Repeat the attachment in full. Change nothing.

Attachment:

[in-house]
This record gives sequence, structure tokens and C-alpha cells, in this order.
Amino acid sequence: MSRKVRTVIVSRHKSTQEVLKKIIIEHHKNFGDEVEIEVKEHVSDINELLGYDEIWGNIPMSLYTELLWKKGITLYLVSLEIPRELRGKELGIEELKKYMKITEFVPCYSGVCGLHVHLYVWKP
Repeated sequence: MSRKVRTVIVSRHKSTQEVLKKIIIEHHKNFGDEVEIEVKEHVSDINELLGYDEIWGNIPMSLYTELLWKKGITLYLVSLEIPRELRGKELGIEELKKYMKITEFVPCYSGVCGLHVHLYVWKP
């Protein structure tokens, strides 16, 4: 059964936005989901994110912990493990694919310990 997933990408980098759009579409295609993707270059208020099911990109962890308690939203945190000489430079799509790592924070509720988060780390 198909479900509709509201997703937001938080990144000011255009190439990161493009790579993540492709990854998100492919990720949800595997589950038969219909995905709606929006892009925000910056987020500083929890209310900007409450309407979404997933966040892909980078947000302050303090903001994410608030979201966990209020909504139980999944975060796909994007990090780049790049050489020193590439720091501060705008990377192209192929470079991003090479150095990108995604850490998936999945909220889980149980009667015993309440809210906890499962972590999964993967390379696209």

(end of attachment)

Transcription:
[in-house]
This record gives sequence, structure tokens and C-alpha cells, in this order.
Amino acid sequence: MSRKVRTVIVSRHKSTQEVLKKIIIEHHKNFGDEVEIEVKEHVSDINELLGYDEIWGNIPMSLYTELLWKKGITLYLVSLEIPRELRGKELGIEELKKYMKITEFVPCYSGVCGLHVHLYVWKP
Repeated sequence: MSRKVRTVIVSRHKSTQEVLKKIIIEHHKNFGDEVEIEVKEHVSDINELLGYDEIWGNIPMSLYTELLWKKGITLYLVSLEIPRELRGKELGIEELKKYMKITEFVPCYSGVCGLHVHLYVWKP
């Protein structure tokens, strides 16, 4: 059964936005989901994110912990493990694919310990 997933990408980098759009579409295609993707270059208020099911990109962890308690939203945190000489430079799509790592924070509720988060780390 198909479900509709509201997703937001938080990144000011255009190439990161493009790579993540492709990854998100492919990720949800595997589950038969219909995905709606929006892009925000910056987020500083929890209310900007409450309407979404997933966040892909980078947000302050303090903001994410608030979201966990209020909504139980999944975060796909994007990090780049790049050489020193590439720091501060705008990377192209192929470079991003090479150095990108995604850490998936999945909220889980149980009667015993309440809210906890499962972590999964993967390379696209």